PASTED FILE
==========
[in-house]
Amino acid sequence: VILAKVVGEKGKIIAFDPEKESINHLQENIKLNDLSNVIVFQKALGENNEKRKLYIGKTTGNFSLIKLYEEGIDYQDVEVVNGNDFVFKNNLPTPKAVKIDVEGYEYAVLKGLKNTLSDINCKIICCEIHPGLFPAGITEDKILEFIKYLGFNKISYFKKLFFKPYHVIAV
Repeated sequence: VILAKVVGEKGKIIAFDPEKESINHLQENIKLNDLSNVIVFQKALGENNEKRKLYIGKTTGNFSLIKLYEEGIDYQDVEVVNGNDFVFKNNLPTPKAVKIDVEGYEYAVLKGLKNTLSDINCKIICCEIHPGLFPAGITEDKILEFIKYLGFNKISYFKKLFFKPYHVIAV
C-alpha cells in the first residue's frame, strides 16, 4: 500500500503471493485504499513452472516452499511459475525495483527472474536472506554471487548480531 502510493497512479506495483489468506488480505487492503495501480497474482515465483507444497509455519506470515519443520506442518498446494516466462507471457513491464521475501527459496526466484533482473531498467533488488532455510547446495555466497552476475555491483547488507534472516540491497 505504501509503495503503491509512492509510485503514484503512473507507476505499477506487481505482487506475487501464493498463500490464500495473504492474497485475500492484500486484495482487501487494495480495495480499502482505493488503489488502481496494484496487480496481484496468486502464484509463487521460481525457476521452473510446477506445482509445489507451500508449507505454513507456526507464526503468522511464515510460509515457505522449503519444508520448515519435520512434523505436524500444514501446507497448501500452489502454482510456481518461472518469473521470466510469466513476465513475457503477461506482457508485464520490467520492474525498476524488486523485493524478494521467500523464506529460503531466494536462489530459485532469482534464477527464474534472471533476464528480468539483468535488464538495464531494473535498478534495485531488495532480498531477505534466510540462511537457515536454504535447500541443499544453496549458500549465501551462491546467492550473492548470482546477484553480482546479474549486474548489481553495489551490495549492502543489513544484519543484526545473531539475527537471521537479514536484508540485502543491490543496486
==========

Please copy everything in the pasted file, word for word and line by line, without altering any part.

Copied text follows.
[in-house]
Amino acid sequence: VILAKVVGEKGKIIAFDPEKESINHLQENIKLNDLSNVIVFQKALGENNEKRKLYIGKTTGNFSLIKLYEEGIDYQDVEVVNGNDFVFKNNLPTPKAVKIDVEGYEYAVLKGLKNTLSDINCKIICCEIHPGLFPAGITEDKILEFIKYLGFNKISYFKKLFFKPYHVIAV
Repeated sequence: VILAKVVGEKGKIIAFDPEKESINHLQENIKLNDLSNVIVFQKALGENNEKRKLYIGKTTGNFSLIKLYEEGIDYQDVEVVNGNDFVFKNNLPTPKAVKIDVEGYEYAVLKGLKNTLSDINCKIICCEIHPGLFPAGITEDKILEFIKYLGFNKISYFKKLFFKPYHVIAV
C-alpha cells in the first residue's frame, strides 16, 4: 500500500503471493485504499513452472516452499511459475525495483527472474536472506554471487548480531 502510493497512479506495483489468506488480505487492503495501480497474482515465483507444497509455519506470515519443520506442518498446494516466462507471457513491464521475501527459496526466484533482473531498467533488488532455510547446495555466497552476475555491483547488507534472516540491497 505504501509503495503503491509512492509510485503514484503512473507507476505499477506487481505482487506475487501464493498463500490464500495473504492474497485475500492484500486484495482487501487494495480495495480499502482505493488503489488502481496494484496487480496481484496468486502464484509463487521460481525457476521452473510446477506445482509445489507451500508449507505454513507456526507464526503468522511464515510460509515457505522449503519444508520448515519435520512434523505436524500444514501446507497448501500452489502454482510456481518461472518469473521470466510469466513476465513475457503477461506482457508485464520490467520492474525498476524488486523485493524478494521467500523464506529460503531466494536462489530459485532469482534464477527464474534472471533476464528480468539483468535488464538495464531494473535498478534495485531488495532480498531477505534466510540462511537457515536454504535447500541443499544453496549458500549465501551462491546467492550473492548470482546477484553480482546479474549486474548489481553495489551490495549492502543489513544484519543484526545473531539475527537471521537479514536484508540485502543491490543496486